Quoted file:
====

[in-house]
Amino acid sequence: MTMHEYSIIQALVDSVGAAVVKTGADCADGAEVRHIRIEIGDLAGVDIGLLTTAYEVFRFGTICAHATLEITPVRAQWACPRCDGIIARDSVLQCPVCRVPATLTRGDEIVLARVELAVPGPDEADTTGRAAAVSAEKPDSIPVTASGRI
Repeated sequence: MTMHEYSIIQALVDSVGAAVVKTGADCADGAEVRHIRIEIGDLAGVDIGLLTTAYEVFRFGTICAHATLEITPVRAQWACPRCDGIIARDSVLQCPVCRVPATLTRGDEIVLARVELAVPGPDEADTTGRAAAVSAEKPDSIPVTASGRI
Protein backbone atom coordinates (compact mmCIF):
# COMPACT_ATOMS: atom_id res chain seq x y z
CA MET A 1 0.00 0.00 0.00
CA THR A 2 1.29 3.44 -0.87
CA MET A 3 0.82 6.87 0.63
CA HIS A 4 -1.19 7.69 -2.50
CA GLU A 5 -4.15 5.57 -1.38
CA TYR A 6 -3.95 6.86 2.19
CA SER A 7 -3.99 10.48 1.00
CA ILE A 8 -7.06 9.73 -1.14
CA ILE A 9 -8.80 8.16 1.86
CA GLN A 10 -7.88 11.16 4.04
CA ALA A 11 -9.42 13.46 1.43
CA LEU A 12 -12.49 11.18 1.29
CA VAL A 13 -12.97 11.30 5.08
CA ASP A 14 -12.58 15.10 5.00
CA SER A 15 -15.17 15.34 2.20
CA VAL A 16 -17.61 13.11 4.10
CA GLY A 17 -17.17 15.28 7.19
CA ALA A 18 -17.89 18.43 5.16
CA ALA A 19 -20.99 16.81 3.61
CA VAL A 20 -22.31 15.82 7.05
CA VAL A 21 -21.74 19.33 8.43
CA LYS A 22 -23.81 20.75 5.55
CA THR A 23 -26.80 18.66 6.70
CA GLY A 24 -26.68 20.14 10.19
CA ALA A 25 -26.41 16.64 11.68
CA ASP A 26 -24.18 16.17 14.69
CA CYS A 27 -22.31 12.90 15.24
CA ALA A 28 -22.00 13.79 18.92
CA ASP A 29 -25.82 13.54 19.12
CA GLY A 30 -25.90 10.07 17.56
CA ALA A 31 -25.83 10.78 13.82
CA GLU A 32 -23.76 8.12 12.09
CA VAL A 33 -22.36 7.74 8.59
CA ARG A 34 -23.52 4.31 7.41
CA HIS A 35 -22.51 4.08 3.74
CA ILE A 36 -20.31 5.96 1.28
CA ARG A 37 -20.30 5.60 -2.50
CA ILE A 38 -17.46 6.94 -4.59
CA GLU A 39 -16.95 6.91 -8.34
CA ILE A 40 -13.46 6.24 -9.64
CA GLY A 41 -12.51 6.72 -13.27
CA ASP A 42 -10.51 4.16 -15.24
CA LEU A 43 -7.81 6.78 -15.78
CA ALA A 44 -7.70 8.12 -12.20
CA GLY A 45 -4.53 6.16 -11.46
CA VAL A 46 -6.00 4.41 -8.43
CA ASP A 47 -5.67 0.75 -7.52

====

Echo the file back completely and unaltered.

[in-house]
Amino acid sequence: MTMHEYSIIQALVDSVGAAVVKTGADCADGAEVRHIRIEIGDLAGVDIGLLTTAYEVFRFGTICAHATLEITPVRAQWACPRCDGIIARDSVLQCPVCRVPATLTRGDEIVLARVELAVPGPDEADTTGRAAAVSAEKPDSIPVTASGRI
Repeated sequence: MTMHEYSIIQALVDSVGAAVVKTGADCADGAEVRHIRIEIGDLAGVDIGLLTTAYEVFRFGTICAHATLEITPVRAQWACPRCDGIIARDSVLQCPVCRVPATLTRGDEIVLARVELAVPGPDEADTTGRAAAVSAEKPDSIPVTASGRI
Protein backbone atom coordinates (compact mmCIF):
# COMPACT_ATOMS: atom_id res chain seq x y z
CA MET A 1 0.00 0.00 0.00
CA THR A 2 1.29 3.44 -0.87
CA MET A 3 0.82 6.87 0.63
CA HIS A 4 -1.19 7.69 -2.50
CA GLU A 5 -4.15 5.57 -1.38
CA TYR A 6 -3.95 6.86 2.19
CA SER A 7 -3.99 10.48 1.00
CA ILE A 8 -7.06 9.73 -1.14
CA ILE A 9 -8.80 8.16 1.86
CA GLN A 10 -7.88 11.16 4.04
CA ALA A 11 -9.42 13.46 1.43
CA LEU A 12 -12.49 11.18 1.29
CA VAL A 13 -12.97 11.30 5.08
CA ASP A 14 -12.58 15.10 5.00
CA SER A 15 -15.17 15.34 2.20
CA VAL A 16 -17.61 13.11 4.10
CA GLY A 17 -17.17 15.28 7.19
CA ALA A 18 -17.89 18.43 5.16
CA ALA A 19 -20.99 16.81 3.61
CA VAL A 20 -22.31 15.82 7.05
CA VAL A 21 -21.74 19.33 8.43
CA LYS A 22 -23.81 20.75 5.55
CA THR A 23 -26.80 18.66 6.70
CA GLY A 24 -26.68 20.14 10.19
CA ALA A 25 -26.41 16.64 11.68
CA ASP A 26 -24.18 16.17 14.69
CA CYS A 27 -22.31 12.90 15.24
CA ALA A 28 -22.00 13.79 18.92
CA ASP A 29 -25.82 13.54 19.12
CA GLY A 30 -25.90 10.07 17.56
CA ALA A 31 -25.83 10.78 13.82
CA GLU A 32 -23.76 8.12 12.09
CA VAL A 33 -22.36 7.74 8.59
CA ARG A 34 -23.52 4.31 7.41
CA HIS A 35 -22.51 4.08 3.74
CA ILE A 36 -20.31 5.96 1.28
CA ARG A 37 -20.30 5.60 -2.50
CA ILE A 38 -17.46 6.94 -4.59
CA GLU A 39 -16.95 6.91 -8.34
CA ILE A 40 -13.46 6.24 -9.64
CA GLY A 41 -12.51 6.72 -13.27
CA ASP A 42 -10.51 4.16 -15.24
CA LEU A 43 -7.81 6.78 -15.78
CA ALA A 44 -7.70 8.12 -12.20
CA GLY A 45 -4.53 6.16 -11.46
CA VAL A 46 -6.00 4.41 -8.43
CA ASP A 47 -5.67 0.75 -7.52